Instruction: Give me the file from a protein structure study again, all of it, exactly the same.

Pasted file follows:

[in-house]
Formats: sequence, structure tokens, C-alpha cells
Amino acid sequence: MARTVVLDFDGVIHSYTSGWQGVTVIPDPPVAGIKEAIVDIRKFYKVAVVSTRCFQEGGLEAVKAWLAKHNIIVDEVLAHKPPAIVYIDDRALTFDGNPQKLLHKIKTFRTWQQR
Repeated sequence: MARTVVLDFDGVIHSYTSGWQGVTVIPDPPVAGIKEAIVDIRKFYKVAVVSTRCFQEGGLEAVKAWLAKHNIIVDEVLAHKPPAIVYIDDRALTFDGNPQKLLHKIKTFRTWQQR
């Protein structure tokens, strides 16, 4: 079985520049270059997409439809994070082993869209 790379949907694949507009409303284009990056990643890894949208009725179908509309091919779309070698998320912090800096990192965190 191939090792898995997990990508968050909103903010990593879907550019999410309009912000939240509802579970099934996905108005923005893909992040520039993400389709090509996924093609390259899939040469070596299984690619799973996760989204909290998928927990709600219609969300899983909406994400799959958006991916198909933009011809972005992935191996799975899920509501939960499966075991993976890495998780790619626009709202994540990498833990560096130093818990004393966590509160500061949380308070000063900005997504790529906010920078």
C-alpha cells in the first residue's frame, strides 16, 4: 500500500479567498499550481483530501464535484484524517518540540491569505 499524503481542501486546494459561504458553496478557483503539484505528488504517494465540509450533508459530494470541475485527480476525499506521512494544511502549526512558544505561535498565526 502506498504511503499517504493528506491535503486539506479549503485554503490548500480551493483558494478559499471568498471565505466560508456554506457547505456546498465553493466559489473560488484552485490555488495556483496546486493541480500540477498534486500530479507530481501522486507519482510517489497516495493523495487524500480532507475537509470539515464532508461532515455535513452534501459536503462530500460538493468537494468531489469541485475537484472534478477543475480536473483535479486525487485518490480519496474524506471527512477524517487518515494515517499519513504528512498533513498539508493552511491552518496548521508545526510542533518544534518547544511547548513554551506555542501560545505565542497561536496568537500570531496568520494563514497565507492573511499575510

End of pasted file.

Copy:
[in-house]
Formats: sequence, structure tokens, C-alpha cells
Amino acid sequence: MARTVVLDFDGVIHSYTSGWQGVTVIPDPPVAGIKEAIVDIRKFYKVAVVSTRCFQEGGLEAVKAWLAKHNIIVDEVLAHKPPAIVYIDDRALTFDGNPQKLLHKIKTFRTWQQR
Repeated sequence: MARTVVLDFDGVIHSYTSGWQGVTVIPDPPVAGIKEAIVDIRKFYKVAVVSTRCFQEGGLEAVKAWLAKHNIIVDEVLAHKPPAIVYIDDRALTFDGNPQKLLHKIKTFRTWQQR
């Protein structure tokens, strides 16, 4: 079985520049270059997409439809994070082993869209 790379949907694949507009409303284009990056990643890894949208009725179908509309091919779309070698998320912090800096990192965190 191939090792898995997990990508968050909103903010990593879907550019999410309009912000939240509802579970099934996905108005923005893909992040520039993400389709090509996924093609390259899939040469070596299984690619799973996760989204909290998928927990709600219609969300899983909406994400799959958006991916198909933009011809972005992935191996799975899920509501939960499966075991993976890495998780790619626009709202994540990498833990560096130093818990004393966590509160500061949380308070000063900005997504790529906010920078």
C-alpha cells in the first residue's frame, strides 16, 4: 500500500479567498499550481483530501464535484484524517518540540491569505 499524503481542501486546494459561504458553496478557483503539484505528488504517494465540509450533508459530494470541475485527480476525499506521512494544511502549526512558544505561535498565526 502506498504511503499517504493528506491535503486539506479549503485554503490548500480551493483558494478559499471568498471565505466560508456554506457547505456546498465553493466559489473560488484552485490555488495556483496546486493541480500540477498534486500530479507530481501522486507519482510517489497516495493523495487524500480532507475537509470539515464532508461532515455535513452534501459536503462530500460538493468537494468531489469541485475537484472534478477543475480536473483535479486525487485518490480519496474524506471527512477524517487518515494515517499519513504528512498533513498539508493552511491552518496548521508545526510542533518544534518547544511547548513554551506555542501560545505565542497561536496568537500570531496568520494563514497565507492573511499575510